Chive Blossom Vinegar

I’m going to be ruthless with my garden this year. One of my biggest mistakes last year was hesitating to cut back and thin out a lot of what I planted. It felt so heartless to pluck out perfectly good little lettuces (they just want to live up to their full lettuce-y potential!) or hack off the better part of my basil plant. What I’m learning is that both thinning out and cutting back is better for my plants in the long run–the plants I leave get bigger, cutting them back encourages more growth.

All that is why that big bushy chive plant from three weeks ago got a major haircut and is now about 5 inches tall. It’s also why I have a jar of chive flower vinegar on my counter rapidly turning a spectacular shade of magenta and a double batch of chive biscuits in my freezer (more on those next week).

And still more chives Ready for its close-up

Vinegar will definitely be one of my go-tos for my extra herbs this summer. I’ve certainly planted enough, both in pots on my porch and in my garden, to keep pretty much everyone I know well stocked and still have enough left over to play with. I’ve got chives (of course), garlic chives, oregano, parsley, rosemary, basil, bay, thyme, cilantro, epazote, lemon verbena, pineapple mint, and strawberry mint.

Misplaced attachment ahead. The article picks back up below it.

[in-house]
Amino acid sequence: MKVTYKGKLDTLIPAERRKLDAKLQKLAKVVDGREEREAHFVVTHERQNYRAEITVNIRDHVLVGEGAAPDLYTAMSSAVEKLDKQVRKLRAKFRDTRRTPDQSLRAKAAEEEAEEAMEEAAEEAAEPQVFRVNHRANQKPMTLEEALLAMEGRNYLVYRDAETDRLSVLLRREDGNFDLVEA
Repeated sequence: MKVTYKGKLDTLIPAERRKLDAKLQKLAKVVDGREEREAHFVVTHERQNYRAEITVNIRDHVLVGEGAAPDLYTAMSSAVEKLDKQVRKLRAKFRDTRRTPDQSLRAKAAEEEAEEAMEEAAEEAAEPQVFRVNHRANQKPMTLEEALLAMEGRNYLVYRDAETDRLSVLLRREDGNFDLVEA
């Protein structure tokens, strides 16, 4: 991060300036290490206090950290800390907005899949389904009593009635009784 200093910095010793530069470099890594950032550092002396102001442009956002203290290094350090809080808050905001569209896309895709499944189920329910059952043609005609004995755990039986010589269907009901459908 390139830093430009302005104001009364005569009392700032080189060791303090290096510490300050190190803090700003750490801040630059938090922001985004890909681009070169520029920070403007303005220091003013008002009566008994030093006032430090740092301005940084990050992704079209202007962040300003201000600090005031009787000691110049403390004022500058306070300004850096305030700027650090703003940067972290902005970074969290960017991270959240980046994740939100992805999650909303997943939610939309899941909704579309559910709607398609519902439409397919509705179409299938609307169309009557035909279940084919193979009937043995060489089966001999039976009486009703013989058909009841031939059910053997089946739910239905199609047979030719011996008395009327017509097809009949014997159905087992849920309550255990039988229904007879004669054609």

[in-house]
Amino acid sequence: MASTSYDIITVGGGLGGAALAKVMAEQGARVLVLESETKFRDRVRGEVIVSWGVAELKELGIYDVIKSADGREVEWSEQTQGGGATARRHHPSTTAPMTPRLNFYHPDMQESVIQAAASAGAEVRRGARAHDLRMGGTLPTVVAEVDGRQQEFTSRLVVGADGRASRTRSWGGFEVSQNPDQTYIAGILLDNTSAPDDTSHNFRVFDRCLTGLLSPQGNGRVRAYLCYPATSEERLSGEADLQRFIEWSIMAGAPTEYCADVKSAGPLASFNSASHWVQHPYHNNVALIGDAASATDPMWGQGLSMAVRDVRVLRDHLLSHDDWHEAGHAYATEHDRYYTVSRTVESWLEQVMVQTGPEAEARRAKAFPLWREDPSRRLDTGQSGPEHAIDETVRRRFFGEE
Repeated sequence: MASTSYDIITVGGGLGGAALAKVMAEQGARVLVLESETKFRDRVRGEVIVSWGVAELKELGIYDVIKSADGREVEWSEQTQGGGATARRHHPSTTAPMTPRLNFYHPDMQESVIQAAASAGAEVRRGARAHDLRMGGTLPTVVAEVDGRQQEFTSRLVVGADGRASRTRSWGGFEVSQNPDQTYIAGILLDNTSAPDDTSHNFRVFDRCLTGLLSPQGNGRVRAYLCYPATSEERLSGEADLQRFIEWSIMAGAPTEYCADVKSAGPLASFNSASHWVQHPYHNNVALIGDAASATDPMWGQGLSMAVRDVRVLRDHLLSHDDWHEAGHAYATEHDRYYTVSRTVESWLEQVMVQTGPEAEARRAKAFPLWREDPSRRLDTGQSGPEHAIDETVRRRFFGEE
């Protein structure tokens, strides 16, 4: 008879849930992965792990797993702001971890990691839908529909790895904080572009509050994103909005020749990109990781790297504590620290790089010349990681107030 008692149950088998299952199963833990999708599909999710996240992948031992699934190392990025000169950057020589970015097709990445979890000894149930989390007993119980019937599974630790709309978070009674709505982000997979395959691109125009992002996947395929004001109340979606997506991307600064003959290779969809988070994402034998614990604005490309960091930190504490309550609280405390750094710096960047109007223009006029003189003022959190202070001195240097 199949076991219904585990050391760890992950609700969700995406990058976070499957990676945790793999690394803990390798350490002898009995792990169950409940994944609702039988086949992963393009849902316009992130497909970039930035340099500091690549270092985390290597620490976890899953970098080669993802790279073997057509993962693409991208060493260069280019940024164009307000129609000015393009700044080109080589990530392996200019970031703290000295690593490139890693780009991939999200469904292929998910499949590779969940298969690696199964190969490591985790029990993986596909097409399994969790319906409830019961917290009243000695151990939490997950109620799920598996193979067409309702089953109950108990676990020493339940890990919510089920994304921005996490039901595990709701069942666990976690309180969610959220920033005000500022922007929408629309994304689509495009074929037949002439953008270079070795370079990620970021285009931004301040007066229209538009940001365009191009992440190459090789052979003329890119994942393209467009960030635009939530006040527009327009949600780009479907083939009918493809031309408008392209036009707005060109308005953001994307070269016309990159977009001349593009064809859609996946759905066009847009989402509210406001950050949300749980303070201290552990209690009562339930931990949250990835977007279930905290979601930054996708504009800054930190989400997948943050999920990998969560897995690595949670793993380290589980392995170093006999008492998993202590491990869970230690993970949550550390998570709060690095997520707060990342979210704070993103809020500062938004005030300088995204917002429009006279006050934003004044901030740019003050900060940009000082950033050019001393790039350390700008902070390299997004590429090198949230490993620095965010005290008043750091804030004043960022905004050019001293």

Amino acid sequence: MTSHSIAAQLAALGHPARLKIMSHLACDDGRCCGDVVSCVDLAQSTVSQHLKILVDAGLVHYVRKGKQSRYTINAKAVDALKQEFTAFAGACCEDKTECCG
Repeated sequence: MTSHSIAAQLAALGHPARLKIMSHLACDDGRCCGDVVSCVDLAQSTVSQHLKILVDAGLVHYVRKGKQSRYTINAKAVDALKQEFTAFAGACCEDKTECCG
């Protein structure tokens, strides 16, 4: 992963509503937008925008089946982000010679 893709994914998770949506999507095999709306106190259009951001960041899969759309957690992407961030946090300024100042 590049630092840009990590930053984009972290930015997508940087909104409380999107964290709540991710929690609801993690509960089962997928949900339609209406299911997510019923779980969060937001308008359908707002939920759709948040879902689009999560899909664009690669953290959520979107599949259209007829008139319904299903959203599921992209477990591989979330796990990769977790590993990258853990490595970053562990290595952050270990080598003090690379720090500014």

Infused vinegar is about as easy as it gets. Use white vinegar in the giant industrial bottle or go fancy with white wine or champagne vinegar. Light colored vinegars are my favorite purely for aesthetics, but you can infuse red wine, apple cider, or even balsamic vinegar (finally a use for the white balsamic I keep buying from Trader Joe’s and never, ever use). Use one herb or a combination; I’m interested in making infused vinegars with basil, lemon verbena, and the mints for some great vinaigrettes this summer.

Rinsed v 2 Blossoms in a jar

Throw a few mashed berries, zest, or peppers in the mix (strawberry basil vinegar? cilantro, lime zest, and jalapeno infused vinegar added to salsa or guacamole?). The big trick is patience–you have to let it sit at least two weeks before the vinegar really well-flavored.

Mashed and infused Glowing jar of vinegar

And when I still have more herbs to use (as I know I will), chopping them up, mixing with a little bit of olive oil and freezing in ice-cube trays will be an easy way to keep them handy all year. In the meantime, I’ll try not to keep holding this up to the window to see how pretty it looks.

48 hours later. Still 12 days to go.

Chive Flower Vinegar